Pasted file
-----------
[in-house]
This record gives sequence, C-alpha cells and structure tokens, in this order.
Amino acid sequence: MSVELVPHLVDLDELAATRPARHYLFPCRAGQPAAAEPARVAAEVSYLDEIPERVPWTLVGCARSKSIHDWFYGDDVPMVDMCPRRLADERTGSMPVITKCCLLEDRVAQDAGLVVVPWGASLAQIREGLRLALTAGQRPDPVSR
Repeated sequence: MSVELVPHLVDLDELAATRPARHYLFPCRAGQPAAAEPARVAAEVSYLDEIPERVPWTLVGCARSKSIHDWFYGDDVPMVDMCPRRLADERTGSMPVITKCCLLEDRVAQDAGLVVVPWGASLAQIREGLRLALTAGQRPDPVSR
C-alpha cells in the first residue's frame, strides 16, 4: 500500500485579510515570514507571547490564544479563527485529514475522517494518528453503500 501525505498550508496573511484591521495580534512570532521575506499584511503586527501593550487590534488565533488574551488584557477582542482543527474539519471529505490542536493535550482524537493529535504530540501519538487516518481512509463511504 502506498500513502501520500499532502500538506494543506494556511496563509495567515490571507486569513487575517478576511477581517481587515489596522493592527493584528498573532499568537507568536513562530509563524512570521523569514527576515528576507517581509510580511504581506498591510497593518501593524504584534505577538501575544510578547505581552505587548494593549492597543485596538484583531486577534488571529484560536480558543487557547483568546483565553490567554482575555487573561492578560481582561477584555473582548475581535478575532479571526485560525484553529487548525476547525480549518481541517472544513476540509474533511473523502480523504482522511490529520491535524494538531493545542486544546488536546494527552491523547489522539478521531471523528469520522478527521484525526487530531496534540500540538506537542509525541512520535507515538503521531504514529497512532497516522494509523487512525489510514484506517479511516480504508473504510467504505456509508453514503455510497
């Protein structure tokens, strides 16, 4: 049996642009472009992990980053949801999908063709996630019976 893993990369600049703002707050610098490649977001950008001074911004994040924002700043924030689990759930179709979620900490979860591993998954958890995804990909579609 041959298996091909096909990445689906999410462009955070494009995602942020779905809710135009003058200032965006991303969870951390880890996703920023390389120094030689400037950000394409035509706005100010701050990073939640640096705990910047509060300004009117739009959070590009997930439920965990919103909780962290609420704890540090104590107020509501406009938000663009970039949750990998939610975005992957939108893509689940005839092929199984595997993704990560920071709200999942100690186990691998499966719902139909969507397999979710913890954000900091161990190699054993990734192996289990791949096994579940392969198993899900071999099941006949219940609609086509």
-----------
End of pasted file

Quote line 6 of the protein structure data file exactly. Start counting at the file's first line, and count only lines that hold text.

């Protein structure tokens, strides 16, 4: 049996642009472009992990980053949801999908063709996630019976 893993990369600049703002707050610098490649977001950008001074911004994040924002700043924030689990759930179709979620900490979860591993998954958890995804990909579609 041959298996091909096909990445689906999410462009955070494009995602942020779905809710135009003058200032965006991303969870951390880890996703920023390389120094030689400037950000394409035509706005100010701050990073939640640096705990910047509060300004009117739009959070590009997930439920965990919103909780962290609420704890540090104590107020509501406009938000663009970039949750990998939610975005992957939108893509689940005839092929199984595997993704990560920071709200999942100690186990691998499966719902139909969507397999979710913890954000900091161990190699054993990734192996289990791949096994579940392969198993899900071999099941006949219940609609086509």